HCRI Tissue Bank on the Rise

Author: Jenna Bilinski

A Tissue Bank on the Rise

“During a massive snow storm a couple years ago I received a phone call about consenting a patient.  It was a young woman, newlywed, who just found out she had cancer. She was told that she had to have an immediate hysterectomy and that she would never be able to have children. It is times like these I return to my car and cry,” says Toni Page-Mayberry, Tissue Biorepository Consent Coordinator at the Harper Cancer Research Institute (HCRI), as she reflects on one of her most memorable patients. In this interview, Page-Mayberry describes her role at the Institute and what it means to donate to the tissue bank.

The Process
Page-Mayberry begins by connecting with local Surgical Coordinators and receives a list of names of those scheduled for surgery with a confirmed cancer diagnosis or a suspicion of cancer. She travels to hospitals to meet patients who are being admitted into surgery for a biopsy.  “I get to the hospital right when the patient is arriving. I may be the first person they see. I tell patients I work at HCRI and that their doctor participates in our tissue bank program. Then I explain to them the process.”  


Tissue is removed from the patient to be tested for abnormalities including cancer.  The surgery is usually triggered by an overgrowth of cells in a specific area of the body.  These cells are removed and examined by a pathologist, who uses a variety of tools to determine whether the tissue is benign or malignant (cancerous).  In the absence of a tissue bank, the leftover tissue that is not needed for diagnosis is disposed of as medical waste. However, patients in our community can choose to actively participate in biomedical research by consenting to donate their excess tissue to the HCRI Tissue Biorepository (tissue bank).  Once patient consent is obtained, the tissue is completely de-identified to remove any information that can link the specimen to a specific patient, and processed for storage at ultra-low temperature in a secure facility.  The de-identified tissues are then made available to researchers who have received proper approval to use this resource.  Access to human tissue is essential for many aspects of cancer research, from designing new early diagnosis strategies to developing new drugs.

How did you learn about the Harper Cancer Research Institute?

Page-Mayberry first met Sharon Stack, director of the Harper Cancer Research Institute, while at a cancer survivor luncheon. “I was impressed with how she began crying while talking about her father.” Dr. Stack’s father passed away from lung cancer while she was in college. “I’ve never met a researcher who was so passionate about their job. She had everyone in the room in tears.”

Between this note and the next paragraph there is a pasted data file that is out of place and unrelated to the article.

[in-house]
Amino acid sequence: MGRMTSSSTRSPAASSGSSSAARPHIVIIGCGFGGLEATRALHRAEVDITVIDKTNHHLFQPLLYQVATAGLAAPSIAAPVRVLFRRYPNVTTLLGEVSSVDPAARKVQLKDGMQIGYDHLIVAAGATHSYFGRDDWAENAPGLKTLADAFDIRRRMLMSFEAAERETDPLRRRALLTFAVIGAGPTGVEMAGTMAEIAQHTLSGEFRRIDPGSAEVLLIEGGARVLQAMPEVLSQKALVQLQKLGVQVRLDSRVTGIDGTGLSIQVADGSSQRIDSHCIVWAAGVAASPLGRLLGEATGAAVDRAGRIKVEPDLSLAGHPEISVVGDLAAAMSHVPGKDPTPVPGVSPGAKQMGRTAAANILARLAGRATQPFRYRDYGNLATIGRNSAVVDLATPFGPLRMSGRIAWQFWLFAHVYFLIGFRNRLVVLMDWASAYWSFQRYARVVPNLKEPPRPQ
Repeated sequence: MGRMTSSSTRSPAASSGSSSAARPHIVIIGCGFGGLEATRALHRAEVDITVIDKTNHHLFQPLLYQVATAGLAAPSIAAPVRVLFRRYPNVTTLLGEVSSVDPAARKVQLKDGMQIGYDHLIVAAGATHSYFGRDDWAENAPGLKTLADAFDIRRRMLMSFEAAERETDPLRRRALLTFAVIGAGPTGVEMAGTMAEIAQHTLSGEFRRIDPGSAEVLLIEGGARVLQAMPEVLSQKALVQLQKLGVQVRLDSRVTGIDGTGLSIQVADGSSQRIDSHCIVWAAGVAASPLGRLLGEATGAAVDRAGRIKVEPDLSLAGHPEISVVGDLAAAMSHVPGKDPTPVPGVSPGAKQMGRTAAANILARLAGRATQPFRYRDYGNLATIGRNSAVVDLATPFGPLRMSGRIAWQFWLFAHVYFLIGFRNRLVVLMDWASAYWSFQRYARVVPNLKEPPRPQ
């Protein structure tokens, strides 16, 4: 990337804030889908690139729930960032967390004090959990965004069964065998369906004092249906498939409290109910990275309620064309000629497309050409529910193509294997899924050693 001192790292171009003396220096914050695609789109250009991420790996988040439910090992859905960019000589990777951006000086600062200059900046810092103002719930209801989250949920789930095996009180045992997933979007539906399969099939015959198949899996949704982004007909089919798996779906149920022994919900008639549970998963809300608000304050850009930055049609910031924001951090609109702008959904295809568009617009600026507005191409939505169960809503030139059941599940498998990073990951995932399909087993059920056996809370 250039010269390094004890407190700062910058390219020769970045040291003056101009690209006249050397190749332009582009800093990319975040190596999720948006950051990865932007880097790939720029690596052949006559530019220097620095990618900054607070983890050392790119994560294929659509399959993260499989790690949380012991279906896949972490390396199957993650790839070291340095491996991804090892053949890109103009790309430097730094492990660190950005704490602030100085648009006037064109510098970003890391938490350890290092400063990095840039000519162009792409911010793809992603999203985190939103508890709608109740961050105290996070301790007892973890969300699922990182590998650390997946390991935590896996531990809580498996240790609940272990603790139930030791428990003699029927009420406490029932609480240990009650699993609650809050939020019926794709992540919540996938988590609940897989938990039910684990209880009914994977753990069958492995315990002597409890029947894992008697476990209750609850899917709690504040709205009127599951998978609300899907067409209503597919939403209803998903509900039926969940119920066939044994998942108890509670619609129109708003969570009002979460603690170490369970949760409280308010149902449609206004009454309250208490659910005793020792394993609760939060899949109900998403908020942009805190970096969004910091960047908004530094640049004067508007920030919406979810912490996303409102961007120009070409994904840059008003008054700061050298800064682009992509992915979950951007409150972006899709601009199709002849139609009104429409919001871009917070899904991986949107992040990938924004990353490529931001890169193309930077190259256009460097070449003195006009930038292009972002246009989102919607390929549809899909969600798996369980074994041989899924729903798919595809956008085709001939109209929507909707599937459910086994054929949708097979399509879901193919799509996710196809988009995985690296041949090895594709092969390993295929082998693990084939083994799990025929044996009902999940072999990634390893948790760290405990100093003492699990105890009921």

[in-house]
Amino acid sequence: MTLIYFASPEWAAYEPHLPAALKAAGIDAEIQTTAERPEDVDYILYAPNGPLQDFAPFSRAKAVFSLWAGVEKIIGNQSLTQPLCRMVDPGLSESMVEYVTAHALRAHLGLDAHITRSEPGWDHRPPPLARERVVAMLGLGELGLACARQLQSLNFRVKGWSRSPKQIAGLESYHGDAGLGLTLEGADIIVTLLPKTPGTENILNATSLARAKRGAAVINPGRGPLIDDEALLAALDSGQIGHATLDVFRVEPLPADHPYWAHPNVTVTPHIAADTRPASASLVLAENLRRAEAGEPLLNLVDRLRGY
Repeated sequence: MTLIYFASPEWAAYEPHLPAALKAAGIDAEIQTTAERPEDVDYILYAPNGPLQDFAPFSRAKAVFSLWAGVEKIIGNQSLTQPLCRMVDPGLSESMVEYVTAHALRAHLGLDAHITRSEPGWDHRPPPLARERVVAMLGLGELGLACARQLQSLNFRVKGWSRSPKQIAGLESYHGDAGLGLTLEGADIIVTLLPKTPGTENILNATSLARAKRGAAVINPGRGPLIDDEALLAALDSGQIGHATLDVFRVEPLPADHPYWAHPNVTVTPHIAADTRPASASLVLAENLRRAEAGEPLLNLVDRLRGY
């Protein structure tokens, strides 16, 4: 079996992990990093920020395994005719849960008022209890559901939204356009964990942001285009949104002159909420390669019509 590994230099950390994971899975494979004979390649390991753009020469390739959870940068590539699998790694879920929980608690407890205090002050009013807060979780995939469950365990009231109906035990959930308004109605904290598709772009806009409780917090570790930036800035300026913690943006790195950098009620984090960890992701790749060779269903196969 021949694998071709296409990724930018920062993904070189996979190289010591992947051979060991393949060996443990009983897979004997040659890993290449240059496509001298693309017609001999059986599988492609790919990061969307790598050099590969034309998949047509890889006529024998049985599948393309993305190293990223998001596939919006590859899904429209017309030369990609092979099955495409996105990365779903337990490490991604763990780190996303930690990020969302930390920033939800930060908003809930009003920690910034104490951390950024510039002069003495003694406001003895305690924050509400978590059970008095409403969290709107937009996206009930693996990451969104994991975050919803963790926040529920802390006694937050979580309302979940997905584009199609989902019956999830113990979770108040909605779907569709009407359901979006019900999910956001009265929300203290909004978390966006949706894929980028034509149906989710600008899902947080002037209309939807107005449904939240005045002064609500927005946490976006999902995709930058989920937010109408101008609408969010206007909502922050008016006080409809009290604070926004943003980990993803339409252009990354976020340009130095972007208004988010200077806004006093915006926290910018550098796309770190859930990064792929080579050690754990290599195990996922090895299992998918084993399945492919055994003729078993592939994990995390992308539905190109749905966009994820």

During that time, Page-Mayberry was teaching classes in Chemistry, Medical Technology, Anatomy and Physiology at National College in South Bend.  She is educated in Medical Terminology, Chemistry and Behavioral Science and holds a master’s degree in Health Care Administration.

“After the luncheon, I spoke to Sharon about my work from a scientific standpoint. Then I had her come to National College to speak to my classes about the Harper Cancer Research Institute and their mission.”

Soon after, Page-Mayberry had earned a position on the HCRI team as the Tissue Bank Consent Coordinator.

Can you describe the changes in the tissue bank since you arrived?

“There were only four surgeons participating in the tissue bank when I was hired. Now we have eighteen. My job is not only to protect the patients but get more surgeons on board. I had to knock down many doors which takes time and patience.” One of the main challenges in this position is coordinating with the surgeons and their medical teams to help patients understand the purpose to the tissue bank. “I need the surgeons to understand that there is no extra work for them and I need the patients to understand that it is safe and how their donation can make a huge impact. One of these donations can lead to a cure.”  The surgeons don’t receive any compensation for participating in the tissue bank program, “They do this out of the goodness of their hearts. They want to find a cure just as badly as we do.”


What are your hopes for the future of the tissue bank?

“Get more surgeons on board with our program of course! I would love to expand to other hospitals in the Michiana area. Along with expansion, I hope in the future we can begin collecting blood samples as well as tissue.”

Why do you do what you do?

“I hate cancer.”

Page-Mayberry has many reasons to be angry. For starters, she is a 14-year breast cancer survivor. But this disease made its mark on her beginning with the death of her mother from breast cancer.  Then “My husband, Jay, was diagnosed with melanoma two years after we were married. Jay was cancer free for a while but then it came back and metastasized. I was mad.”

Jay passed away from metastatic melanoma in 2015. For Page-Mayberry, this job is her way of fighting back. “When consenting patients, it’s not just a name for me. I get to know these people. I form relationships with them. I sit with the families in the waiting room and talk with them.” She continues, “All cases are difficult to deal with but some are more emotionally straining than others. It’s a roller coaster of emotions- I can be sad, I can be happy. But either way it’s a very rewarding job.”

With questions regarding the tissue bank, please contact Toni Page-Mayberry at: tpagemay@nd.edu.

Originally published by Jenna Bilinski at harpercancer.nd.edu on May 05, 2016.